ALBANY -- The Village of Freeport won't have to pay the legal tab for former Freeport Mayor William Glacken and other officials after they refused to sign a settlement in a long-running lawsuit involving developer Gary Melius, New York's top court ruled Tuesday.
Melius had filed a lawsuit in 2003 that claimed the village tried to seize his Brooklyn Water Works property through a deed scheme. The village in 2009 had offered to resolve a separate suit that individually targeted Glacken, former village attorney Harrison J. Edwards and four former officials. But the former officials rejected a clause in the settlement that required them not to disparage Melius.
The village then dropped its defense of Glacken and the others; they sued the village to regain representation and indemnification, claiming the gag order in the settlement would have violated their First Amendment rights.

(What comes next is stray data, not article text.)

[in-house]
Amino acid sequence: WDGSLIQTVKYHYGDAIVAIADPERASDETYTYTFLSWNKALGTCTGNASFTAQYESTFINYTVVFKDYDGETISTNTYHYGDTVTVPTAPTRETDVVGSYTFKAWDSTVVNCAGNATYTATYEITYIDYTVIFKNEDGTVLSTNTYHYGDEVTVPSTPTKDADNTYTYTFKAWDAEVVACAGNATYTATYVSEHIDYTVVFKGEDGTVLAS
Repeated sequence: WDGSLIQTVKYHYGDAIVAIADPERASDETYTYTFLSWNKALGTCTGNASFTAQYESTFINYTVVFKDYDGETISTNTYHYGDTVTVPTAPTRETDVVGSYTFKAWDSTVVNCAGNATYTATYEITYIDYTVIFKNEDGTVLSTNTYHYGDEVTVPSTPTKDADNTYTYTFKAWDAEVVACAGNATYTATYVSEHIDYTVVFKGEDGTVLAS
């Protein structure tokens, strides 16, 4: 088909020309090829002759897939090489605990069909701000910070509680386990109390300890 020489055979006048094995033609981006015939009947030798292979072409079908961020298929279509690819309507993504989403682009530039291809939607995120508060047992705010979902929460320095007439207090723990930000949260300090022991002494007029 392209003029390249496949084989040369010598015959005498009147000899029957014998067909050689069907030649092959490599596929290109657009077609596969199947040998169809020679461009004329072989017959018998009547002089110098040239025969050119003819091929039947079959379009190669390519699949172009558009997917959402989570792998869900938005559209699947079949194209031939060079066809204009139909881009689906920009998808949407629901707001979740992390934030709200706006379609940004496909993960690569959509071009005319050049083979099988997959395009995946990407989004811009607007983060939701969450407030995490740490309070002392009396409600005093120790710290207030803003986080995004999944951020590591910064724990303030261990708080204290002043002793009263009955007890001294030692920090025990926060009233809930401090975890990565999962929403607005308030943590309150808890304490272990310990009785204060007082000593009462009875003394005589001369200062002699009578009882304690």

On Tuesday, the state Court of Appeals ruled against Glacken.
In a 6-1 ruling, Chief Judge Jonathan Lippman wrote for the majority: "We hold that a municipality . . . may withdraw its defense and indemnification of current and former municipal officials and officers in a civil action for their failure to accept a reasonable settlement offer, and that First Amendment concerns with respect to the settlement's nondisclosure clause do not warrant a different conclusion."
Stanley Camhi, the attorney who represented Freeport, said the lawsuit against Glacken and the other officials was settled prior to the court's decision Tuesday. So the practical question in the case became, "Does the village need to reimburse them?" Camhi said. Information about the settlement amount wasn't immediately available.
The attorney who represented the officials before the Court of Appeals didn't return calls to comment.